A fuel poverty charity has warned Sadiq Khan against expanding district heating systems across London, arguing it could mean even more people are beset by the heating and hot water problems affecting Southwark.
Fuel Poverty Action gave evidence at City Hall on March 29, as part of a London-wide consultation into the Mayor’s draft London Plan, which will finalise the capital’s planning needs for the 20-25 years.
District heating is greener and cheaper, but Southwark Council has said renewing ageing systems is one of its biggest challenges.
Fuel Poverty Action and Southwark Group of Tenants’ Organisations say the council’s 120 heat networks serve 17,000 homes, describing the majority of them as ‘obsolete’.
As the News has reported, residents on the Aylesbury and Brandon estates have been particularly affected by long-running heating problems, including a series of outages which left a mother taking home her newborn baby to a flat with no hot water and only fan heaters in January.
Although affected residents will be compensated for having to use expensive-to-run fan heaters, leaseholders are facing bills of thousands to help cover the cost of renewing the outdated boilers, such as those of Southwark’s Gilesmead Estate.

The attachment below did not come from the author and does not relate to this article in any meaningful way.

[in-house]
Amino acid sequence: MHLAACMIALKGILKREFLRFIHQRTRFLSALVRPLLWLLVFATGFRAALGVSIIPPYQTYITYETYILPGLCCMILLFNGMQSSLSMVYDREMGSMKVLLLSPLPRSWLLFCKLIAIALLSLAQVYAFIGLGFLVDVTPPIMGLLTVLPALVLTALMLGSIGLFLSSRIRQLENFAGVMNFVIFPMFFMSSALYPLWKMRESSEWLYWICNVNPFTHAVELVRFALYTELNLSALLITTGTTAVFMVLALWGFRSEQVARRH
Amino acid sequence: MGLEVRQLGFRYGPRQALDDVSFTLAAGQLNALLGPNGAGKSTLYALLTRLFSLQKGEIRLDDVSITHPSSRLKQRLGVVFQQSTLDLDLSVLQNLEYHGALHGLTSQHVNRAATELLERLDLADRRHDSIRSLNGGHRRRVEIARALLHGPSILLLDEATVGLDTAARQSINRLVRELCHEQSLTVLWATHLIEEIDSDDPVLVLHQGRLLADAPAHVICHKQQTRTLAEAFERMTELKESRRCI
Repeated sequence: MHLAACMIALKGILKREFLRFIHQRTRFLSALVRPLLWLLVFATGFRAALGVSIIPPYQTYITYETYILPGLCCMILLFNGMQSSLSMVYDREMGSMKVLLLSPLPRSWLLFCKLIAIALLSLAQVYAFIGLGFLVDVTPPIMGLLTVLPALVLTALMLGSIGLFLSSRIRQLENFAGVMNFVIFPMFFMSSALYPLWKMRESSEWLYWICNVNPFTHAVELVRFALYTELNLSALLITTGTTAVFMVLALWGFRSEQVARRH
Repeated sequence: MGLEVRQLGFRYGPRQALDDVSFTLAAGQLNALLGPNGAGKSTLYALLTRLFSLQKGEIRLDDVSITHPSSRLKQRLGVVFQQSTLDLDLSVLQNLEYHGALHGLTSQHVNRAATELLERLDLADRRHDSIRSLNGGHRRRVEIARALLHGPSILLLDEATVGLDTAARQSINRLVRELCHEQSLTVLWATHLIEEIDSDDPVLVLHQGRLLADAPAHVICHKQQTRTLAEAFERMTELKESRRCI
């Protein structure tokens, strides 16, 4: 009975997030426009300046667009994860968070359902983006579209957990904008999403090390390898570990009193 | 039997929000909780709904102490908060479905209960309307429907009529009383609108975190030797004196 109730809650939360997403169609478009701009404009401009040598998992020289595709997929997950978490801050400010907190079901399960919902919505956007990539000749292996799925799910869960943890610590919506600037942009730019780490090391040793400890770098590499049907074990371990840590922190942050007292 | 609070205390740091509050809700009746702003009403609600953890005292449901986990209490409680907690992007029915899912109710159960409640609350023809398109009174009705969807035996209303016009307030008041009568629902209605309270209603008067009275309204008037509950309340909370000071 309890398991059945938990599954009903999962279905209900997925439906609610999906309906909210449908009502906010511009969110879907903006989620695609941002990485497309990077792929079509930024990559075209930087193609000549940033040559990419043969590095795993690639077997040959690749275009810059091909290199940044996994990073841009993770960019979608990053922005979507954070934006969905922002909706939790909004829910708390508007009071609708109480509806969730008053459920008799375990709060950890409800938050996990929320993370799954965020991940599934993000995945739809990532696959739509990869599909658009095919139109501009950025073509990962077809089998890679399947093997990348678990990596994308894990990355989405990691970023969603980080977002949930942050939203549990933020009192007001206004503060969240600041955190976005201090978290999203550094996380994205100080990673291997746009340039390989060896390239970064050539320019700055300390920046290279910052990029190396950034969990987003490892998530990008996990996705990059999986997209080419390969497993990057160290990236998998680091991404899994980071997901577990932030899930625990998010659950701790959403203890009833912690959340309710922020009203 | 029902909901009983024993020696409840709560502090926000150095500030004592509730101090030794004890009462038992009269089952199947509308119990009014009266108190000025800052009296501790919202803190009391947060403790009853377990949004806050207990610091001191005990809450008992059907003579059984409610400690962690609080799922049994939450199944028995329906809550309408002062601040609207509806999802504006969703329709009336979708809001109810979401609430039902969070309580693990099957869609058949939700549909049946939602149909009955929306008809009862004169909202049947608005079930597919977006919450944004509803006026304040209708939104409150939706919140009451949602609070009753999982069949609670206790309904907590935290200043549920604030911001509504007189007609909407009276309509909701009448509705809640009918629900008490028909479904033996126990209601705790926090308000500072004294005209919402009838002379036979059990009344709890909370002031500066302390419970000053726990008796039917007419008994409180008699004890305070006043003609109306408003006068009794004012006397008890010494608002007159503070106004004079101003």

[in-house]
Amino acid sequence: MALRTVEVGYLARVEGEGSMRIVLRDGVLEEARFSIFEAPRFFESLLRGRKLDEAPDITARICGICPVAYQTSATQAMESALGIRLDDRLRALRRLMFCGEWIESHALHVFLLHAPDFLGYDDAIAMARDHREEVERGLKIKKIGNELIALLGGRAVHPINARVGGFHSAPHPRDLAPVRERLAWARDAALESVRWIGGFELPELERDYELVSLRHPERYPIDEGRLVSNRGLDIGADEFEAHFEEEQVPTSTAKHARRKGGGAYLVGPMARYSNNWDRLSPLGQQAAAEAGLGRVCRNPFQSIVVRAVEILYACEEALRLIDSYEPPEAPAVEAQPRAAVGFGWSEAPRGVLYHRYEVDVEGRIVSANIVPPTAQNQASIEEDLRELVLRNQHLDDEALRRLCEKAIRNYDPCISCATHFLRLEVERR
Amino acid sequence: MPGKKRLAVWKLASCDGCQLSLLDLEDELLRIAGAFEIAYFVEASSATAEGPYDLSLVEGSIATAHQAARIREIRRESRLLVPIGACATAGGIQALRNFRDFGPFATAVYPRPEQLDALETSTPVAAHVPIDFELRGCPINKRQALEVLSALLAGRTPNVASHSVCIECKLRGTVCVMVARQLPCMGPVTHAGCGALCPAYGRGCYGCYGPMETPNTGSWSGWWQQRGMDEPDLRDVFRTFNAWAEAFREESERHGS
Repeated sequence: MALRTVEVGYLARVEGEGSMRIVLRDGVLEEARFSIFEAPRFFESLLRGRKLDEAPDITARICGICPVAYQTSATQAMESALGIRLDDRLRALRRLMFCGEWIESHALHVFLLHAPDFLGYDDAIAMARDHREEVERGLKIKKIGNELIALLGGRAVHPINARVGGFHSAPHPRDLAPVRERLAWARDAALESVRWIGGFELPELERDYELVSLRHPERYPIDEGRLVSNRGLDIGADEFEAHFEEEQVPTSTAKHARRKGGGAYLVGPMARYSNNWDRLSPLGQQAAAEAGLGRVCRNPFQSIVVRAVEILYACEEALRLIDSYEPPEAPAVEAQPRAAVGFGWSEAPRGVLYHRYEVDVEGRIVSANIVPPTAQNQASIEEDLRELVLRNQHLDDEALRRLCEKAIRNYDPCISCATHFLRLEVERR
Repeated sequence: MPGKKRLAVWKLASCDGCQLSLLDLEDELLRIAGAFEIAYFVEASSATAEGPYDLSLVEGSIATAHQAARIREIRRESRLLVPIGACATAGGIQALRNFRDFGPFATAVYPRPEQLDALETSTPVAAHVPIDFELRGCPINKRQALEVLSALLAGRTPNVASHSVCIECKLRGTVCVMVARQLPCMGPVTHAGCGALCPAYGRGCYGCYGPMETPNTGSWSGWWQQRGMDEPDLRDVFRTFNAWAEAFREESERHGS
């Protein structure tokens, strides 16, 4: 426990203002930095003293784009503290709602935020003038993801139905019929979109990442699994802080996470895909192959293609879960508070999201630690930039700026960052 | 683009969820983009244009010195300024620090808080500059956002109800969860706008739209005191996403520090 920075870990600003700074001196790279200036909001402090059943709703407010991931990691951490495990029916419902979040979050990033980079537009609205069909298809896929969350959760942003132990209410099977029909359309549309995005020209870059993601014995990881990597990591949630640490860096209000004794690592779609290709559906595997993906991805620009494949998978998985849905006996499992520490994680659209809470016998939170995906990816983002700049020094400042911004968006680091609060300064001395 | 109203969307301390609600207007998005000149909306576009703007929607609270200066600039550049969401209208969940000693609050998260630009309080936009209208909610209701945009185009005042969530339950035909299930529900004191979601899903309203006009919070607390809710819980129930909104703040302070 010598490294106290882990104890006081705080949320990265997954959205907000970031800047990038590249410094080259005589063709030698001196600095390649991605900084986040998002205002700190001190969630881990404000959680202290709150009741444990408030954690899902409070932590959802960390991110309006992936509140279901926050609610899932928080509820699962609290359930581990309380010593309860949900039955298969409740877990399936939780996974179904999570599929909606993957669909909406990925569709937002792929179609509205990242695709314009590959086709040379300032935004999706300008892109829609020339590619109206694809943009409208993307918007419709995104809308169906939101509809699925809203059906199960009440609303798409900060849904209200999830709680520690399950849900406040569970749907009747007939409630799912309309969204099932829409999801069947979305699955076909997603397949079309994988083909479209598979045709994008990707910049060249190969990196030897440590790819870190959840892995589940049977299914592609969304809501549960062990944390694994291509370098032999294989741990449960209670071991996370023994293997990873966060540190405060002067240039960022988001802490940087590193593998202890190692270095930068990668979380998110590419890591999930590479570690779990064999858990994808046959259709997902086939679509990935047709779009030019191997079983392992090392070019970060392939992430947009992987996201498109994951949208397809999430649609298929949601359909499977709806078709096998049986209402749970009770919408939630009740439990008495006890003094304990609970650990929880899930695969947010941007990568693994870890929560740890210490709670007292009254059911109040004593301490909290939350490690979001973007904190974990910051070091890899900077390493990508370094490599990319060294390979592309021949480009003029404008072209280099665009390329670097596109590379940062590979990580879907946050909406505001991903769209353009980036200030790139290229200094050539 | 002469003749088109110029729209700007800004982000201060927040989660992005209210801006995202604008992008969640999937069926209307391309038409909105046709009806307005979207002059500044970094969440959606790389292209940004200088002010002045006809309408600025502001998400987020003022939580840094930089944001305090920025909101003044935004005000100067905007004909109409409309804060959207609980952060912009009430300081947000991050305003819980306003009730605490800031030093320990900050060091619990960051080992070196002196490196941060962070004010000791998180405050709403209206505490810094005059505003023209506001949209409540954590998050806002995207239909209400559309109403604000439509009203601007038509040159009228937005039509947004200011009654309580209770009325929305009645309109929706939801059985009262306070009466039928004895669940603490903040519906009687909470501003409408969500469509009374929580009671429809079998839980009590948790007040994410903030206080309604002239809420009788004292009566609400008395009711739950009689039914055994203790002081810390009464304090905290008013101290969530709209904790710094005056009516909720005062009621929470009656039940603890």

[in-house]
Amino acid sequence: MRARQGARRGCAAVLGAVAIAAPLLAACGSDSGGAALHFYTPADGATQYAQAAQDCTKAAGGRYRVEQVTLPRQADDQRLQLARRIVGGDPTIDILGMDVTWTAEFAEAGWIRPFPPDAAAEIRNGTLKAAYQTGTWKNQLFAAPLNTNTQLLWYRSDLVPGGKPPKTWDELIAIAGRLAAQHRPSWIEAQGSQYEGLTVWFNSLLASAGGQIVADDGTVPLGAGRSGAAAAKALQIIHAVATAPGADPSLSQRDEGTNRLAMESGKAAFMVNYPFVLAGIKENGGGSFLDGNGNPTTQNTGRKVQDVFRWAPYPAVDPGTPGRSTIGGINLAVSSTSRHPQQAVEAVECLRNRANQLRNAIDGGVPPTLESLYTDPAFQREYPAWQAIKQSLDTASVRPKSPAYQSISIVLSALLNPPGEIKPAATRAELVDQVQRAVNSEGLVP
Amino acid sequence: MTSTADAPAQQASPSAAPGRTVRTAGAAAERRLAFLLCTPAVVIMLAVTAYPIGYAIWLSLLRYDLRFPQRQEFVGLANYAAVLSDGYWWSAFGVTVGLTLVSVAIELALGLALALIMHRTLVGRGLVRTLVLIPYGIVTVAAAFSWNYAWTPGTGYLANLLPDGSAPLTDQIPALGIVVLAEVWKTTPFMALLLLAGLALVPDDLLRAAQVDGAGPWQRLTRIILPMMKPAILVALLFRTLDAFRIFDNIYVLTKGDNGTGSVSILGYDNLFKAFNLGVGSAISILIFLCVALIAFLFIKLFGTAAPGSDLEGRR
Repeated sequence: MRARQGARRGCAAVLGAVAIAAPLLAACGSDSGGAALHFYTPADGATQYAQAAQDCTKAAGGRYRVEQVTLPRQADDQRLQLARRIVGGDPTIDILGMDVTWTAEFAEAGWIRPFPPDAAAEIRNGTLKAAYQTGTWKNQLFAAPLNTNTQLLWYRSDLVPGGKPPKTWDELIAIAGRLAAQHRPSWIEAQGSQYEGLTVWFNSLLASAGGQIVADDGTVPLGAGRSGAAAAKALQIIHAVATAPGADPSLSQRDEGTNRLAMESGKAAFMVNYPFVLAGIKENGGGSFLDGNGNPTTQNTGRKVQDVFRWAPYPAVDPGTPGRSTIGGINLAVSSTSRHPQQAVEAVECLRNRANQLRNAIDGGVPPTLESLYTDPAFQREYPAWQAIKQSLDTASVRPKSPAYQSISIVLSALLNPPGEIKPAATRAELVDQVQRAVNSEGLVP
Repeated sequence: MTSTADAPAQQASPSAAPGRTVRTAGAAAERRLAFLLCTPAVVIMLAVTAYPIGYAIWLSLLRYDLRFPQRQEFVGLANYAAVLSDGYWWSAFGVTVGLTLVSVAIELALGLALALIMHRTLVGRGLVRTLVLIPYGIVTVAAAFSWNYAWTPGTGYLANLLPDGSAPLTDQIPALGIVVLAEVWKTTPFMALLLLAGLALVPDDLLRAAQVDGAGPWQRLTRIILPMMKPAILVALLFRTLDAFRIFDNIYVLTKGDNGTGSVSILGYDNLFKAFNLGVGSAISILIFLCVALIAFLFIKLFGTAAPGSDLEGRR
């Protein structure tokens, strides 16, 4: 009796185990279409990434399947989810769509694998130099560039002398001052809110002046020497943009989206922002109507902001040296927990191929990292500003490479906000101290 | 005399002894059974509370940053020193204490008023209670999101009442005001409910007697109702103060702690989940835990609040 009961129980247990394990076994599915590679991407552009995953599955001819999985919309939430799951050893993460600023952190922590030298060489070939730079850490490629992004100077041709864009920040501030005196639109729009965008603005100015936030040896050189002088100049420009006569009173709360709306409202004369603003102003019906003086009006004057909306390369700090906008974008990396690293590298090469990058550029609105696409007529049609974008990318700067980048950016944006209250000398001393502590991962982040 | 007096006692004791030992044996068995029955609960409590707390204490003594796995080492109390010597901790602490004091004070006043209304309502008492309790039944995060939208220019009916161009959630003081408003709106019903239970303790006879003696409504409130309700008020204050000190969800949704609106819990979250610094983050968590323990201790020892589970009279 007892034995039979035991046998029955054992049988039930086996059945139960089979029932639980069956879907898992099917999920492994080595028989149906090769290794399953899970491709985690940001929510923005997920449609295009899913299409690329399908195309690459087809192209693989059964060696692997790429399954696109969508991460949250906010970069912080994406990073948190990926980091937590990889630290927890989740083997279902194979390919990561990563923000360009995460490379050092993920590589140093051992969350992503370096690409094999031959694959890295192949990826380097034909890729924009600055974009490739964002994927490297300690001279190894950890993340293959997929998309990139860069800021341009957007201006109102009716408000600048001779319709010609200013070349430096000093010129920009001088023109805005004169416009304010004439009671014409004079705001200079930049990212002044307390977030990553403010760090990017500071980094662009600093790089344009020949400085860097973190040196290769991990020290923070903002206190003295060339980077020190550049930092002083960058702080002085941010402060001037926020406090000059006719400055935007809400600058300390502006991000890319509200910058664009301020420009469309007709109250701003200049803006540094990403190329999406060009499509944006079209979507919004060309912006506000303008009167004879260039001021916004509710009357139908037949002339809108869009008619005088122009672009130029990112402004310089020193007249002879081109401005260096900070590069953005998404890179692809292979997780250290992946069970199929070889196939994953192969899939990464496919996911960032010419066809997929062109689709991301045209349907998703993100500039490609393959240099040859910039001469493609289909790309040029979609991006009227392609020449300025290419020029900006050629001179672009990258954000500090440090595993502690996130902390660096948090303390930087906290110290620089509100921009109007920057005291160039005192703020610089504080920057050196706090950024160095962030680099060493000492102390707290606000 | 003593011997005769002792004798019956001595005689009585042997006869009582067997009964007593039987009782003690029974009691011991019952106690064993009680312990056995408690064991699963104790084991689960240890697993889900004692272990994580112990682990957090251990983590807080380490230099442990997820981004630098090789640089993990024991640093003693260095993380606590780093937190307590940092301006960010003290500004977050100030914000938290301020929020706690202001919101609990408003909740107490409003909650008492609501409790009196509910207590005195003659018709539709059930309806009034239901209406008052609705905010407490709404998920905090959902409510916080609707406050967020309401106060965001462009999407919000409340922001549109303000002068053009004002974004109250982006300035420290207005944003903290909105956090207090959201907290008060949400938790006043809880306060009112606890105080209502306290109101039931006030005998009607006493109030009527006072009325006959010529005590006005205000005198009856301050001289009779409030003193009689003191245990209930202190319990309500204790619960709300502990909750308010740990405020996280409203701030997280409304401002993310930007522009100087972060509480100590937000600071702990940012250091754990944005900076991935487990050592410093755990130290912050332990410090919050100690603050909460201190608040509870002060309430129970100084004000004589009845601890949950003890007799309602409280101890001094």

In a letter to the London Mayor, the charity petitioned City Hall to think again before it expanded the systems, arguing that without fixing existing problems: “many homes with district heating will continue to fail the test of being legally habitable, as they are chronically, or frequently, too cold.
“The health effects of cold homes, and damage to residents’ lives and prospects, can be very severe.
“We cannot forget that last winter 17,000 UK residents died when they could not heat their homes.
“If the Greater London Authority is not prepared to take action on cases like this, we are forced to ask how you can promote more District Heating, when the existing systems are not working?”